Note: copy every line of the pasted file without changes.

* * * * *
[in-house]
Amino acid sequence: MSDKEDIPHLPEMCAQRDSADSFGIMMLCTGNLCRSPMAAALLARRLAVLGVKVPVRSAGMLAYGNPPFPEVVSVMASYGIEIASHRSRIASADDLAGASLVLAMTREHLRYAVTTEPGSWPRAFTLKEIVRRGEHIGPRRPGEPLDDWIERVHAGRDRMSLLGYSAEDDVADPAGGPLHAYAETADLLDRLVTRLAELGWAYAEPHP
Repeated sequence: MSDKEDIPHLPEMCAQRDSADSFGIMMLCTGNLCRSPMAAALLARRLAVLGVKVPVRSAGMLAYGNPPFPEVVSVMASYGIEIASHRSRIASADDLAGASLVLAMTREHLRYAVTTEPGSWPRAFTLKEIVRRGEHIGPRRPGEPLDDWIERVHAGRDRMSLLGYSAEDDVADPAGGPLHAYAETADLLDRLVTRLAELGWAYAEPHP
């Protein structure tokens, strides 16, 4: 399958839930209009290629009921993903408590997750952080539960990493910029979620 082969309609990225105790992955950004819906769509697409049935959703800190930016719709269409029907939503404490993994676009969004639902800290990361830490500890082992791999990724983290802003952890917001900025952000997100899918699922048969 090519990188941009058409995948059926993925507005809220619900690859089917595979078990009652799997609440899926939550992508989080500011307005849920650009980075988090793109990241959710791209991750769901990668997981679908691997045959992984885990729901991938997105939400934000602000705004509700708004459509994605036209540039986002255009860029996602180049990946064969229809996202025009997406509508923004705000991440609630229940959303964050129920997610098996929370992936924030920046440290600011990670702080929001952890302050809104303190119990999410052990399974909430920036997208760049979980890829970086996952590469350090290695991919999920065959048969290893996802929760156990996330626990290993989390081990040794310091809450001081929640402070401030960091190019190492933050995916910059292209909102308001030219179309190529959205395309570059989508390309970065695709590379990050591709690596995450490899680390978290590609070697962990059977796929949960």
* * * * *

[in-house]
Amino acid sequence: MSDKEDIPHLPEMCAQRDSADSFGIMMLCTGNLCRSPMAAALLARRLAVLGVKVPVRSAGMLAYGNPPFPEVVSVMASYGIEIASHRSRIASADDLAGASLVLAMTREHLRYAVTTEPGSWPRAFTLKEIVRRGEHIGPRRPGEPLDDWIERVHAGRDRMSLLGYSAEDDVADPAGGPLHAYAETADLLDRLVTRLAELGWAYAEPHP
Repeated sequence: MSDKEDIPHLPEMCAQRDSADSFGIMMLCTGNLCRSPMAAALLARRLAVLGVKVPVRSAGMLAYGNPPFPEVVSVMASYGIEIASHRSRIASADDLAGASLVLAMTREHLRYAVTTEPGSWPRAFTLKEIVRRGEHIGPRRPGEPLDDWIERVHAGRDRMSLLGYSAEDDVADPAGGPLHAYAETADLLDRLVTRLAELGWAYAEPHP
């Protein structure tokens, strides 16, 4: 399958839930209009290629009921993903408590997750952080539960990493910029979620 082969309609990225105790992955950004819906769509697409049935959703800190930016719709269409029907939503404490993994676009969004639902800290990361830490500890082992791999990724983290802003952890917001900025952000997100899918699922048969 090519990188941009058409995948059926993925507005809220619900690859089917595979078990009652799997609440899926939550992508989080500011307005849920650009980075988090793109990241959710791209991750769901990668997981679908691997045959992984885990729901991938997105939400934000602000705004509700708004459509994605036209540039986002255009860029996602180049990946064969229809996202025009997406509508923004705000991440609630229940959303964050129920997610098996929370992936924030920046440290600011990670702080929001952890302050809104303190119990999410052990399974909430920036997208760049979980890829970086996952590469350090290695991919999920065959048969290893996802929760156990996330626990290993989390081990040794310091809450001081929640402070401030960091190019190492933050995916910059292209909102308001030219179309190529959205395309570059989508390309970065695709590379990050591709690596995450490899680390978290590609070697962990059977796929949960």